Giant dinosaurs that roamed the Earth millions of years ago may have warmed the planet with the gas they produced from eating leafy plants, British scientists said on Monday.
Much like modern cows that emit a significant amount of methane in their digestive process, the 20,000 kilogram (44,000 pound) sauropods contributed the same way, and likely more, to the warming climate, said the study in the US journal Current Biology.
The climate during the Mesozoic Era, which spanned 250 million years ago to about 65 million years ago, was believed to be hotter than it is today.
With bulky bodies and long necks that allowed sauropods like the Brontosaurus to graze on grasses or high in the treetops, these creatures were plentiful 150 million years ago, ranging from a few individuals to a few dozen per square kilometer.
In all they may have emitted a total of 520 million tons (520 Tg) per year of global methane emissions, a level that is comparable to the total given off today by animals and industrial activities, the study authors said.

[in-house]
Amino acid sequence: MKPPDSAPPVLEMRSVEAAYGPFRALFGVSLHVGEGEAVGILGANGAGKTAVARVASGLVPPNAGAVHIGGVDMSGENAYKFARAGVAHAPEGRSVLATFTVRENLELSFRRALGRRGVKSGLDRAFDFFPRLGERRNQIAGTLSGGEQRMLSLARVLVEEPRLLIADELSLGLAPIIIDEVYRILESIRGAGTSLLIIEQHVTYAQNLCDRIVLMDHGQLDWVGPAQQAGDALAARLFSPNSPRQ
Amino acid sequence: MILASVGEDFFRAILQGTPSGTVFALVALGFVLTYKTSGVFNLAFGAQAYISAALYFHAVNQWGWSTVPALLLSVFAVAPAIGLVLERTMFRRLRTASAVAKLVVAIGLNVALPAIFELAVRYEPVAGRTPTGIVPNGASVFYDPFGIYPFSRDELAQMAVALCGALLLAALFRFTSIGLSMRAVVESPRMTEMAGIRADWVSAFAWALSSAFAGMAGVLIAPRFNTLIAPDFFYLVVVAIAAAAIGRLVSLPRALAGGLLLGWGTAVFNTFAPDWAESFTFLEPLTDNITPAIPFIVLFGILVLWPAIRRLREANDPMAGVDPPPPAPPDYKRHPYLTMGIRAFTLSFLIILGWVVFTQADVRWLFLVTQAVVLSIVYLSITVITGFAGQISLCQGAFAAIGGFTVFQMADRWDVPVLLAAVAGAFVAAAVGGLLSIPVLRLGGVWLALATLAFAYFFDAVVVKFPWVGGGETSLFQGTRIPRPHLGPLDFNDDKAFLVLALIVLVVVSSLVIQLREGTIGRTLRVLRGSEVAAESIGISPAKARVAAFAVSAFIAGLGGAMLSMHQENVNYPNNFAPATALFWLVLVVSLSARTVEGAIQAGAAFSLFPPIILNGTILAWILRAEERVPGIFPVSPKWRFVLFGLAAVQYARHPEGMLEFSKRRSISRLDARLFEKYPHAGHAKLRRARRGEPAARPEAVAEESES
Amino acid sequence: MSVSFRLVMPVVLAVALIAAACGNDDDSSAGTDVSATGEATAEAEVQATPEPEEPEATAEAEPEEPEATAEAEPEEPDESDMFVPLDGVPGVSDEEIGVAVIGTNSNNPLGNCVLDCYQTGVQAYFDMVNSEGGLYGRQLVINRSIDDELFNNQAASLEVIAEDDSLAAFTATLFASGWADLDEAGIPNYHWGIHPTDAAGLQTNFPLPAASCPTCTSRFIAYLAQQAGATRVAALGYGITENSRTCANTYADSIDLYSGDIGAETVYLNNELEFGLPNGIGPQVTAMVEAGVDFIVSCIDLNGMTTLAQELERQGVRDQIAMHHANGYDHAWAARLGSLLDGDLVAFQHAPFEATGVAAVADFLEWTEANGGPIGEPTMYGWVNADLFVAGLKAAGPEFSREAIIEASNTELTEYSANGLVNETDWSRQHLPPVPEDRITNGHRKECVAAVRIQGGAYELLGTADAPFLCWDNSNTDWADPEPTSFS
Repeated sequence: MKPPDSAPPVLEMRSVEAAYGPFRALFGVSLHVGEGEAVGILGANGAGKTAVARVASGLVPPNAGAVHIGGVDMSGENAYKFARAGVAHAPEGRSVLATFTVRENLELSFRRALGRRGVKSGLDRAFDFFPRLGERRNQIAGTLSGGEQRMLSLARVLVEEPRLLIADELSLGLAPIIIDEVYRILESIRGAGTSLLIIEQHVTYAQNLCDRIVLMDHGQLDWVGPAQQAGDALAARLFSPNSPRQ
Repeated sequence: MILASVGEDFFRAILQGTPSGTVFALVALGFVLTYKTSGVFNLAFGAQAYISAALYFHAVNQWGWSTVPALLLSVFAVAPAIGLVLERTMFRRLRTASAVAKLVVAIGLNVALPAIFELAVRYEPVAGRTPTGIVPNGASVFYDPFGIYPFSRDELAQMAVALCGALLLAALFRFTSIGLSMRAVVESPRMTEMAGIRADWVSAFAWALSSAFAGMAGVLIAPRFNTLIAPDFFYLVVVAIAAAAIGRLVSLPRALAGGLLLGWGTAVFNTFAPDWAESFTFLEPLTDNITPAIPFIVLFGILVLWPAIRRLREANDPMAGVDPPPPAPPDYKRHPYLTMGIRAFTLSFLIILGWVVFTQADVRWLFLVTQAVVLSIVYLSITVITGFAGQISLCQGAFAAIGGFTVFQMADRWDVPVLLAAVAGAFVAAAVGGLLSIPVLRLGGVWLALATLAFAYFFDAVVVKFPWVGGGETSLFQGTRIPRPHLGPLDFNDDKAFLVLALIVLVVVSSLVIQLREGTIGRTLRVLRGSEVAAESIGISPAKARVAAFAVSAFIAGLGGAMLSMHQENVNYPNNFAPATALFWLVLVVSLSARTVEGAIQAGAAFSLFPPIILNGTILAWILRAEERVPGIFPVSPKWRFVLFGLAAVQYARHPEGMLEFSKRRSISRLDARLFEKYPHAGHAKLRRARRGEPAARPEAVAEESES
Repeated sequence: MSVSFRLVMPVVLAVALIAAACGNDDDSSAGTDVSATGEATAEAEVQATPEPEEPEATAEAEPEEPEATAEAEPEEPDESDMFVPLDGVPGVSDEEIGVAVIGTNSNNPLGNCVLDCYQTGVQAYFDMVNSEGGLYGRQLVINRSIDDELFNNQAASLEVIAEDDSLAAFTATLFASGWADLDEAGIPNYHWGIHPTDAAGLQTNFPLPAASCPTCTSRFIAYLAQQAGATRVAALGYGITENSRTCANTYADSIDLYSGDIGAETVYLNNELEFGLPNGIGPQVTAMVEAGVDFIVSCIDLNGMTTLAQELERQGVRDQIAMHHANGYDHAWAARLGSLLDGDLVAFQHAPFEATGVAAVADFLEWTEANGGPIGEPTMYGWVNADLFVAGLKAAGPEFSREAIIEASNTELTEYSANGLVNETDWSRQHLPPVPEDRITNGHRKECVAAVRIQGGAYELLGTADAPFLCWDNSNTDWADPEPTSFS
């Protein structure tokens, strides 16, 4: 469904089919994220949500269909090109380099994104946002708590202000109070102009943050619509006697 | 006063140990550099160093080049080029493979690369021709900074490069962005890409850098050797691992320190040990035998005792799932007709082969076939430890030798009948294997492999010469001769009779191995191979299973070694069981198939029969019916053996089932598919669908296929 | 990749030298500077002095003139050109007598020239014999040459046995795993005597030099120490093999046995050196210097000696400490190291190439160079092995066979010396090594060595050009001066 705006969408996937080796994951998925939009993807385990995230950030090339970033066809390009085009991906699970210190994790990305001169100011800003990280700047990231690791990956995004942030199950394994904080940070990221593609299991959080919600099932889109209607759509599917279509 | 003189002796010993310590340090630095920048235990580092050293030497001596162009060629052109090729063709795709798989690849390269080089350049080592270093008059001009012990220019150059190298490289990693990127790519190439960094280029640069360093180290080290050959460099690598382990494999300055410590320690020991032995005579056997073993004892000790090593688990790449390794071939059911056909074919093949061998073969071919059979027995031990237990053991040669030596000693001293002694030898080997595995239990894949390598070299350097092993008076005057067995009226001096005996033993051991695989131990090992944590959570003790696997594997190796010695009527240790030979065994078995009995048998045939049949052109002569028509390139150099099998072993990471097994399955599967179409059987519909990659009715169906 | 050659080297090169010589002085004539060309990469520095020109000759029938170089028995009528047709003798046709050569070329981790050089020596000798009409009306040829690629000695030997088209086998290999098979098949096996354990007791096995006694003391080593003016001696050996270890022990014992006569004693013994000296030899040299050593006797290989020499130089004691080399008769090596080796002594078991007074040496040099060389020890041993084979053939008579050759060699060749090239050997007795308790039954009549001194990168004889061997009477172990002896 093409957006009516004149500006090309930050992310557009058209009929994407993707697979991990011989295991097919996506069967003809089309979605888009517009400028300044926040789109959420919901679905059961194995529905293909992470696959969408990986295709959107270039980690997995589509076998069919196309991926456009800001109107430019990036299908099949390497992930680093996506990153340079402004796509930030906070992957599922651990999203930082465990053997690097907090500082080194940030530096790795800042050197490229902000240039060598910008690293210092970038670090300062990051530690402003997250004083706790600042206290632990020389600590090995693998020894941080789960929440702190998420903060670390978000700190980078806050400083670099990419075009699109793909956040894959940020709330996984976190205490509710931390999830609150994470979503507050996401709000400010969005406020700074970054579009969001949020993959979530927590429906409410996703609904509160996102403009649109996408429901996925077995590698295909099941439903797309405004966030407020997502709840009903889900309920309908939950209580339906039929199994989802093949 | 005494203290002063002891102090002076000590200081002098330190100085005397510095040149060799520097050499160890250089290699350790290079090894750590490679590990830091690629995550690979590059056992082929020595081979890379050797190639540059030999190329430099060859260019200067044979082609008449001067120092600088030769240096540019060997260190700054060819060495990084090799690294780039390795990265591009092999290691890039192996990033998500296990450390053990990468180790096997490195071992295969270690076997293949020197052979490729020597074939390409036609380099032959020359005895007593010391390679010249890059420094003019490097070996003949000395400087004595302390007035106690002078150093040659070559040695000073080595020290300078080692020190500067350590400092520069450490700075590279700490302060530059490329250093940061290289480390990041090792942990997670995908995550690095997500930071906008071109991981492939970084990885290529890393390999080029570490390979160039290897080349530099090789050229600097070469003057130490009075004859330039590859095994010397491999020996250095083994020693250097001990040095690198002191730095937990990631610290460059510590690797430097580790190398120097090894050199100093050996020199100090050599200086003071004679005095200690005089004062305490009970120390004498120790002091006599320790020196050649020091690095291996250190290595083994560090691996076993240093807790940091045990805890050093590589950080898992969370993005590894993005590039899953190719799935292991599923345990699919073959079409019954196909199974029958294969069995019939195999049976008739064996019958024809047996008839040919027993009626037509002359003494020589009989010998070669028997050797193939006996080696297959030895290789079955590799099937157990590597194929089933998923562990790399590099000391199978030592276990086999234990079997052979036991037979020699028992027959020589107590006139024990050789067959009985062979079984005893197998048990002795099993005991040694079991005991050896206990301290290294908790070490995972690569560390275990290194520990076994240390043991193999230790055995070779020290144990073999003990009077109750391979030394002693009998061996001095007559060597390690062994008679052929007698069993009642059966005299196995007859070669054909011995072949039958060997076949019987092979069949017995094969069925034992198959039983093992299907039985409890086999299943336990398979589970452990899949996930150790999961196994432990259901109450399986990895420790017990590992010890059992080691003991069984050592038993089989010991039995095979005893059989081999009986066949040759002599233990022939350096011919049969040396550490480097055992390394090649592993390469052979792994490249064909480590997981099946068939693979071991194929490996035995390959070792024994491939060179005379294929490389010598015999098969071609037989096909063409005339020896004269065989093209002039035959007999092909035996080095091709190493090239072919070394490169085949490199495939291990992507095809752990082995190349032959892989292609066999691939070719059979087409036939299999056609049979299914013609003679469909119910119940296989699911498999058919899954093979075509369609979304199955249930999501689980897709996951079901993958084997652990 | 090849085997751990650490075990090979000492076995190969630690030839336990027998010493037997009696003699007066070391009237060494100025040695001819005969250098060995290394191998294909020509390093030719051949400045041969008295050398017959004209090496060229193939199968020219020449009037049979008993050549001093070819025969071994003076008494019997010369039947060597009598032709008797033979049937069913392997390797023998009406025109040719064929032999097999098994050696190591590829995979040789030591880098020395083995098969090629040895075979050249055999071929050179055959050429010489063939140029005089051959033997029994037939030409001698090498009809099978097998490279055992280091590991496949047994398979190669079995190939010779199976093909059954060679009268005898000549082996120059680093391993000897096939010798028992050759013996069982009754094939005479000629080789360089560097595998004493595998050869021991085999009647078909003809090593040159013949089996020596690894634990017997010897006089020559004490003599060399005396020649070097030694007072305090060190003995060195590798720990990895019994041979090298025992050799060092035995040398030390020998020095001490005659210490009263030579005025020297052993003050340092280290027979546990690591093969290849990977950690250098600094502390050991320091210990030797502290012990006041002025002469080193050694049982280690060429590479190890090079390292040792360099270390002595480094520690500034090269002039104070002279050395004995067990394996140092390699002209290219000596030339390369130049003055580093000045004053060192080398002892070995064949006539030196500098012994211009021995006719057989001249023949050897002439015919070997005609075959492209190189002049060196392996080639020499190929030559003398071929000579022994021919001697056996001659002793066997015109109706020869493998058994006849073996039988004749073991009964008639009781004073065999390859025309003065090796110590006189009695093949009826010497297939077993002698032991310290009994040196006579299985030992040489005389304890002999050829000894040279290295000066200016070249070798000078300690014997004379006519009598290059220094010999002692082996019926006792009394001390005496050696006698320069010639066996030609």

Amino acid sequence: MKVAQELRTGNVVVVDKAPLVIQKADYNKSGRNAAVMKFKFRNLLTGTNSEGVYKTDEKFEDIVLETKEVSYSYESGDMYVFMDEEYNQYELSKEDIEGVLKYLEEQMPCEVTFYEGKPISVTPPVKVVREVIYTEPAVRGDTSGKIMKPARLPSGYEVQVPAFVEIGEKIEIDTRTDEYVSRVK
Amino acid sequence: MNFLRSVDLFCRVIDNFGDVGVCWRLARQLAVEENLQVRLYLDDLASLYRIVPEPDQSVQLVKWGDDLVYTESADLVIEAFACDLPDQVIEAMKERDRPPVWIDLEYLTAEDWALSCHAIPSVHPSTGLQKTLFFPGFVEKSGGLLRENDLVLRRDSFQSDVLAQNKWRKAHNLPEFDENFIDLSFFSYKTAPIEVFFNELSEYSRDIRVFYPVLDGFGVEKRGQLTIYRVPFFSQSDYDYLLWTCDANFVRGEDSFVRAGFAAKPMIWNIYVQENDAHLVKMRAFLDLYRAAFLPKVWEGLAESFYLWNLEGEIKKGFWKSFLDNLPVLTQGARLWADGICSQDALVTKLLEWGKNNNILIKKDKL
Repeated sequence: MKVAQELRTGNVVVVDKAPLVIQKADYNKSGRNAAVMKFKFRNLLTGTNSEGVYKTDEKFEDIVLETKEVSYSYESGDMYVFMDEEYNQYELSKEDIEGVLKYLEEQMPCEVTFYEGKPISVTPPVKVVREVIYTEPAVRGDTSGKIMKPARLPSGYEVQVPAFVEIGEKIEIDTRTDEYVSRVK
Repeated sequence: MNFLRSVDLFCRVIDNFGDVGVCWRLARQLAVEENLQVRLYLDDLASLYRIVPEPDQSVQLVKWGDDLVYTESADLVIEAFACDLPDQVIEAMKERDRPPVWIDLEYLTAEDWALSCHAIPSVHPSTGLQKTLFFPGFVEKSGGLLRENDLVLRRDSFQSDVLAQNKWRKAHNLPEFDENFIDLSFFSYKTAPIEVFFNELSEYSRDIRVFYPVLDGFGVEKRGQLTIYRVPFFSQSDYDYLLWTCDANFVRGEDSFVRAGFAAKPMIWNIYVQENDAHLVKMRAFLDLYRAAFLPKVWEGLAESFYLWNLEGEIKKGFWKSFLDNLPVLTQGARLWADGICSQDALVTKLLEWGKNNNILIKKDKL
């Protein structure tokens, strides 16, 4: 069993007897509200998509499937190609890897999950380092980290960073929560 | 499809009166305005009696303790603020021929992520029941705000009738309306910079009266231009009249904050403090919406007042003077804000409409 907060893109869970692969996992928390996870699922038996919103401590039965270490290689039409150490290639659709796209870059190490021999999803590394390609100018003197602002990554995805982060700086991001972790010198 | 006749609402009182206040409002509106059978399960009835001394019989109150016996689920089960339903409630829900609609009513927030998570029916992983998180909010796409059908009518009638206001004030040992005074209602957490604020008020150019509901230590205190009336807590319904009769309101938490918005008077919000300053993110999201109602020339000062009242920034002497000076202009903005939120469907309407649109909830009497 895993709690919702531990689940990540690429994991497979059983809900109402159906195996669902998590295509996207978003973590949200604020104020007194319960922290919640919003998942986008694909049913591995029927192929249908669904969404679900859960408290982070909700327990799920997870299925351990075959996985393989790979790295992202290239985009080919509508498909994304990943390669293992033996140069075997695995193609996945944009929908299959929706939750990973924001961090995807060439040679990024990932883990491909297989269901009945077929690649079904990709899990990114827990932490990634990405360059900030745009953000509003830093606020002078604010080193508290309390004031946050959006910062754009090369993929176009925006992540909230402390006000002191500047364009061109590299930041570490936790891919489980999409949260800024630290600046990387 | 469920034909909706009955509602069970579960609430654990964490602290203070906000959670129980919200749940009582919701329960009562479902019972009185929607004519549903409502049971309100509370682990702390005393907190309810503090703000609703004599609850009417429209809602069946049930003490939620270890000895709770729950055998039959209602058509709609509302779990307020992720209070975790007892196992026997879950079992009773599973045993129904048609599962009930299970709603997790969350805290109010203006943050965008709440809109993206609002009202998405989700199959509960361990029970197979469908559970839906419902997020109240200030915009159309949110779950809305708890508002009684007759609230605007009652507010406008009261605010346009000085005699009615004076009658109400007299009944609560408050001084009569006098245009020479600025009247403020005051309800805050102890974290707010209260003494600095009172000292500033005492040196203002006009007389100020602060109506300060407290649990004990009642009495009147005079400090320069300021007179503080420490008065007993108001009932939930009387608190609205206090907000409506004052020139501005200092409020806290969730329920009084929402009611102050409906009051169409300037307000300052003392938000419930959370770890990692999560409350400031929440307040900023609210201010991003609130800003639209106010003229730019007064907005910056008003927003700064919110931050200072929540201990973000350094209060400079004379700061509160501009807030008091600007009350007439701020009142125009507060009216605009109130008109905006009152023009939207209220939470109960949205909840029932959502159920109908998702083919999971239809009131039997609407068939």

Currently 80 million metric tons of methane are produced annually by global livestock, making up about 28 percent of global methane emissions from human-related activities according to the US Environmental Protection Agency.
"A simple mathematical model suggests that the microbes living in sauropod dinosaurs may have produced enough methane to have an important effect on the Mesozoic climate," said Dave Wilkinson of Liverpool John Moores University.
"Indeed, our calculations suggest that these dinosaurs could have produced more methane than all modern sources -- both natural and man-made -- put together."
About 150 years ago, before modern industry took hold, methane emissions were about 200 Tg per year, less than half that of the Mesozoic Era.